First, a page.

Home Lab Build - #5 Deploying the Platform

Installing the Kubernetes software platform on my home lab and some fixes along the way.

Home Lab Build - #5 Deploying the Platform
Photo by Gabriel Heinzer / Unsplash

Getting computers to boot is nice, but they need software to run. For my lab, I knew I was going to put them together as a Kubernetes cluster. I want to minimize hand-tuning the actual machine and rely on Git-ops where I can. Hopefully, if I have to rebuild a node, it's less painful to do so. Hopefully, I'll never have to test that theory.

About a year ago, I tried a number of different Kubernetes platforms, looking for one that I could use to link the old Raspberry Pi and MacMini (my first iteration of a home lab). Unfortunately, most of the available platforms that would run on Mac didn't really make it easy to run multi-node clusters. Of all the ones I tried, I liked the experience of Microk8s the best, and I ran that as a single-node cluster on the Raspberry Pi.

For the new lab, I opted to keep using Microk8s, since it worked well for me in the past, and since it provides packages that adds the additional functionality I wanted.

Pegboard with many computers and networking gear attached
The home lab all in its place

Setting up the Lenovo M910q nodes

Since I'm using Microk8s, I'll be using Ubuntu 22.04 LTS (Jammy Jellyfish). the process of installing Ubuntu and getting Kubernetes running was simple:

  1. Download the ISO for the Ubuntu server installer
  2. Use Balena Etcher to flash a USB thumb drive with the ISO
  3. Boot the computer into that drive and start the installer
  4. During the installer, there were only a few things I did other than the defaults:
  5. Partition the two drives: the M.2 SSD having / and the HDD having /data
  6. Preinstall the microk8s and docker snap packages
  7. Reboot!

After the first boot, it's always good to update the OS and packages, and deploy a few of my favorites:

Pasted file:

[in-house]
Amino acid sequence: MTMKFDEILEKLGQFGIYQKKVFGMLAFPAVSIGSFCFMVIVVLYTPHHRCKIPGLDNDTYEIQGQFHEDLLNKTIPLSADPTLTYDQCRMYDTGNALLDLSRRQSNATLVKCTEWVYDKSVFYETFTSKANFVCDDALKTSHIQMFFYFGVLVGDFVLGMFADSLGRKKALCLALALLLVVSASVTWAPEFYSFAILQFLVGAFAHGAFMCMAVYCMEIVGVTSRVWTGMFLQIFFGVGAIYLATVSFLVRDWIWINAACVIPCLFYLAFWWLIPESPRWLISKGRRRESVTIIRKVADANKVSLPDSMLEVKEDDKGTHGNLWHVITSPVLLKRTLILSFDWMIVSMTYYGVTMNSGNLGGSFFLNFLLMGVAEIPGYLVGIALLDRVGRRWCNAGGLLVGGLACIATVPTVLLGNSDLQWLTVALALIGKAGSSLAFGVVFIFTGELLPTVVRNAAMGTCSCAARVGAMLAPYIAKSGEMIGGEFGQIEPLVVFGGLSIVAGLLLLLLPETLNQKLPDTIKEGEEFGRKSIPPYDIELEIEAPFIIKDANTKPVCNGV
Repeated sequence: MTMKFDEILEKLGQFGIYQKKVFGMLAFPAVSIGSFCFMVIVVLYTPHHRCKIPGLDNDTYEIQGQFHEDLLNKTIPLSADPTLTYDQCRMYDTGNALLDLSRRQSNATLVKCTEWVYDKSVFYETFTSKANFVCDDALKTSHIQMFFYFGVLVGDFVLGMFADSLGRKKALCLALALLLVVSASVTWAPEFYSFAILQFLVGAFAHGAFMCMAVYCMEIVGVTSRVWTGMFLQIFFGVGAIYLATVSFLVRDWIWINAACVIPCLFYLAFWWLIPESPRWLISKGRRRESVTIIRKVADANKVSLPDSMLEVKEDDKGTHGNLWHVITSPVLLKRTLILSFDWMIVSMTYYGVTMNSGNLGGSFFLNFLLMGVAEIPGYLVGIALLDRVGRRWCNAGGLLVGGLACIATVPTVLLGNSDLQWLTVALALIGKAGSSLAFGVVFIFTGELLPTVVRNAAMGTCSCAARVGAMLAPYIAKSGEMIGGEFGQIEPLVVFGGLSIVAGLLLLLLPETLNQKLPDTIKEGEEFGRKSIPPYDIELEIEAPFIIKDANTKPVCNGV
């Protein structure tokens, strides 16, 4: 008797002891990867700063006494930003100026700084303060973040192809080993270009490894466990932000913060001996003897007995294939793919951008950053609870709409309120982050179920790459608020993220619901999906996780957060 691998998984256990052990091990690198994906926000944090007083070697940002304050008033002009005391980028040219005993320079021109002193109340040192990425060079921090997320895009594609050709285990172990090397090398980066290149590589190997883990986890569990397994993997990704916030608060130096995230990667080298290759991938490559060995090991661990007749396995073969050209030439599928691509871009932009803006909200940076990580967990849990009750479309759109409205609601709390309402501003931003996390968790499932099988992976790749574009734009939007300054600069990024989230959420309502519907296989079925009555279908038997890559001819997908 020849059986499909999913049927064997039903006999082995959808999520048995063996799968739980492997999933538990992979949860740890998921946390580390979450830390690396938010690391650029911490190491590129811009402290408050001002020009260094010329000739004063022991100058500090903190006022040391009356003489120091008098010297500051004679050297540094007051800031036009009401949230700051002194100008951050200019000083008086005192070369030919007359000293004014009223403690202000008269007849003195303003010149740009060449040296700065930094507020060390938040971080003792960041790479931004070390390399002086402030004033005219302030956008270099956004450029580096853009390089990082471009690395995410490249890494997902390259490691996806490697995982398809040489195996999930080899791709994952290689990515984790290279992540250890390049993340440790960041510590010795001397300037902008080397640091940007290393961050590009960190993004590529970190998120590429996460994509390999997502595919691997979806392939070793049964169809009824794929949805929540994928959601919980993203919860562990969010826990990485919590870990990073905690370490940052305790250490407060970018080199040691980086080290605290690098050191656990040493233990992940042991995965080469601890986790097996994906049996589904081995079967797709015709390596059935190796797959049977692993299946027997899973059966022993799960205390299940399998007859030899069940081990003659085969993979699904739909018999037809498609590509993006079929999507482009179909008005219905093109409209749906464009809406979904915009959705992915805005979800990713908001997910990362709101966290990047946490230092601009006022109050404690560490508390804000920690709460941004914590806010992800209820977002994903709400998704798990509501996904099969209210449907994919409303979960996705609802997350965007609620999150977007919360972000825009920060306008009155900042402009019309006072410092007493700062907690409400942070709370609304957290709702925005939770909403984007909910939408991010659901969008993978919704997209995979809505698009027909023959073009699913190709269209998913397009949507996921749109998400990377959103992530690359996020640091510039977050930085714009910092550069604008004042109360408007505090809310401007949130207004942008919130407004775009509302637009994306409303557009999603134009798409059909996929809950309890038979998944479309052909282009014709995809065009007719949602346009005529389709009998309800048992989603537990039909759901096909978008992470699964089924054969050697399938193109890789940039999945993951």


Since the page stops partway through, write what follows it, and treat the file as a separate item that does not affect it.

sudo apt update && sudo apt upgrade
sudo apt install jq net-tools vim

wget -O- https://carvel.dev/install.sh > install.sh
sudo bash install.sh
rm install.sh

Setting up Host Path

By default, Microk8s stores PersistentVolumes using the hostpath-storage add on at /var/snap/microk8s/common/default-storage. This would put it on the M.2 drive, but I want it to go on the HDD. I did a little trick:

sudo mkdir /data/cluster-storage
sudo chown kubernetes:kubernetes /data/cluster-storage/
cd /var/snap/microk8s/common
sudo rm default-storage
sudo ln -s /data/cluster-storage default-storage

UPDATE: I don't do this anymore, because I stopped using the M.2 drive as my root partition.

Setting up High Availability

Using High Availability in Microk8s has some great advantages: The cluster stays online if a node fails, and I can issue kubectl commands to any node. I had two computers, so I needed to add a third node. I remembered that I ran Microk8s on my Raspberry Pi. If I added that back to the cluster, I could enable HA.

I did a fresh install of Ubuntu Jammy on the Pi using the Raspberry Pi Imager. Much like before, update the packages and sudo snap install microk8s.

Now that the Pi is part of the cluster, I reconfigured my router to send traffic meant for the cluster to that node as the primary ingress route. However, that didn't fix thing and started seeing nginx issues. Using Octant, I found there were issues with the Calico pod on the Pi. Calico is a container networking solution that Microk8s uses to direct traffic within the cluster. Turns out, there's a known issue with Calico on the Pi that's solved by installing a single package.


It's been running fairly stably for a few weeks now. One of the Lenovo nodes is having trouble with filesystems, and I'll troubleshoot that in another post.

I documented the full setup steps in my cluster GitHub repository. It's more for my benefit of knowing what I did to set things up, but maybe it'll benefit someone else.